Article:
Detail of Andy Ducett's installation It Could Have Happened Yesterday or It Could Have Happened Today (2009)
• A Dutch artist kills her pet cat to make it into a purse, receives hate mail, and turns around to make the angry correspondence her art, revealing the identities of those who write in to threaten and ridicule her.
• I'm not sold on Ben Judson's distinction between "street art" and "public art" -- his description of the "typical street artist" is something of a caricature, and it seems he sees the former as perjorative, while the latter isn't -- but I do enjoy the meticulous work of the artist he highlights, Aaron Forland. (Caveat: I agree with the sentiment, though; I most appreciate street art when it's interventionist or site-specific, offering surprise or a challenge along with demonstrated craft by a visual artist.)
• Starting today: Two Degrees, a "week long programme of work by radical and politically engaged artists about climate change and our relationship with the environment" in London. Thirteen artists or groups are taking part, including Akroyd & Harvey, who have grown seedling grass on buildings throughout the UK. [via]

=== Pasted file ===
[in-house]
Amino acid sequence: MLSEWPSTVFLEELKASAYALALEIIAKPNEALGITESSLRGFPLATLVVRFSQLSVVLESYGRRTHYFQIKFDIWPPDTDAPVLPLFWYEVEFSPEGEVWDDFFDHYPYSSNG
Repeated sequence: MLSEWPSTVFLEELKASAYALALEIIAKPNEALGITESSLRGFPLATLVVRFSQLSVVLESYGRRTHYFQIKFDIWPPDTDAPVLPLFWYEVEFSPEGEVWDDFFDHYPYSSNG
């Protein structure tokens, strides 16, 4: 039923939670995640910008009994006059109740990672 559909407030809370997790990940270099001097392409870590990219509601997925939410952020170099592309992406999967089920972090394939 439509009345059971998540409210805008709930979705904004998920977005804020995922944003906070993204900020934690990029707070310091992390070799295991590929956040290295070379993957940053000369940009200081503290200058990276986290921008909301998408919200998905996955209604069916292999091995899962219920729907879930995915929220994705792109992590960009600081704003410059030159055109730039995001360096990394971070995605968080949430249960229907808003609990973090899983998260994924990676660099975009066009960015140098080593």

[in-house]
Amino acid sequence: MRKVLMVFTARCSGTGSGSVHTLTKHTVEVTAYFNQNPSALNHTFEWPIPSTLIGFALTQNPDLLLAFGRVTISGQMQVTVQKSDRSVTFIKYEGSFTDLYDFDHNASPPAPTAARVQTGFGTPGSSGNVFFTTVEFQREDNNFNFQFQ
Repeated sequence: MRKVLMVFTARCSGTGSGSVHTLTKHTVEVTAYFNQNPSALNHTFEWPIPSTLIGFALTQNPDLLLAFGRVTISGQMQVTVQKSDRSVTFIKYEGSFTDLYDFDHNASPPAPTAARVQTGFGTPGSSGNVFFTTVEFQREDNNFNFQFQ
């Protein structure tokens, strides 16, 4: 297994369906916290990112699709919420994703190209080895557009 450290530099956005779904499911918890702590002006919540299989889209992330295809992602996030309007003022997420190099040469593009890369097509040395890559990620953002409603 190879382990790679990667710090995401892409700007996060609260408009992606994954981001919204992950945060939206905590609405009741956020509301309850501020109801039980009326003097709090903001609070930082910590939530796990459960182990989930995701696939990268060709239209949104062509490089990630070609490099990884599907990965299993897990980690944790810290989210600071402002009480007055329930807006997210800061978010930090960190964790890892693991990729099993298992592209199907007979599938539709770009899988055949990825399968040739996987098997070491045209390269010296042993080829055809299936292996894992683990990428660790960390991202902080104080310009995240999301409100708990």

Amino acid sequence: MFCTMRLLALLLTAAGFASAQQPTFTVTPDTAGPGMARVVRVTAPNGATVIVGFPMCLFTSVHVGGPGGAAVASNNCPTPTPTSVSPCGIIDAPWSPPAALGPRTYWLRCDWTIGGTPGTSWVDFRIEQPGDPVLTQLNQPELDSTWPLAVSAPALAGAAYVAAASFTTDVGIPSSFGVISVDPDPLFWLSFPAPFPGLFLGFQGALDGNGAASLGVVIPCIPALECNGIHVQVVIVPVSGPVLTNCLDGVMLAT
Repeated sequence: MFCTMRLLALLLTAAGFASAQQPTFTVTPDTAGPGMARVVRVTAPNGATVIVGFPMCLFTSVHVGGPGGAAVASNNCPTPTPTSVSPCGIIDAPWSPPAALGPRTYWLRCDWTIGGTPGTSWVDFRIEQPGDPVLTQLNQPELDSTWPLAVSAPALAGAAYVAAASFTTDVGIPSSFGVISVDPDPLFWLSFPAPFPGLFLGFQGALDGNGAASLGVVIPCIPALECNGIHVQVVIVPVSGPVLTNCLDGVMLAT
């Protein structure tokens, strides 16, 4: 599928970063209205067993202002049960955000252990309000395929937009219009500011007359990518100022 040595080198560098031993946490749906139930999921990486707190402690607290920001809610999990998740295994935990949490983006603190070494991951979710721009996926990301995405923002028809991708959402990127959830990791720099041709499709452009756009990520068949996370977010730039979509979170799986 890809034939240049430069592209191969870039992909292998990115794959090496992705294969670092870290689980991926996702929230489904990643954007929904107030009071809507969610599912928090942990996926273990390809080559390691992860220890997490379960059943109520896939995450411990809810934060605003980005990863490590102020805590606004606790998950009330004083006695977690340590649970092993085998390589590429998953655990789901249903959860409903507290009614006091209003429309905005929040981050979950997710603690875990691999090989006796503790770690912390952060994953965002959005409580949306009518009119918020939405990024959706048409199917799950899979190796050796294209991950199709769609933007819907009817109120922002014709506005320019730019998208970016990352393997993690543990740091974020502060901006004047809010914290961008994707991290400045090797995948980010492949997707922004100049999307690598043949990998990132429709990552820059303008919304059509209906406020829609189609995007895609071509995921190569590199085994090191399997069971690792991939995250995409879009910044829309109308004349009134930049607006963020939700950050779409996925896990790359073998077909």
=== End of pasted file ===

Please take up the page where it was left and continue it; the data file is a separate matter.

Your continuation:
• As Jammie Thomas' RIAA/filesharing retrial began yesterday in Minneapolis (via), Fleet Foxes singer Robin Pecknold says filesharing exposed him to a wide range of music. As a result, he says, bands "are doing way better music now than was being made pre-Napster." (About piracy of his music: "I've downloaded hundreds and hundreds of records - why would I care if somebody downloads ours?")
• Essay: "What Makes Us Happy?"
• "Frank Behry"? Dwell is asking readers to help name the newest flavor of icecream sold from the Coolhaus, an architect-owned ice cream truck in LA.
• Liberian Barbie.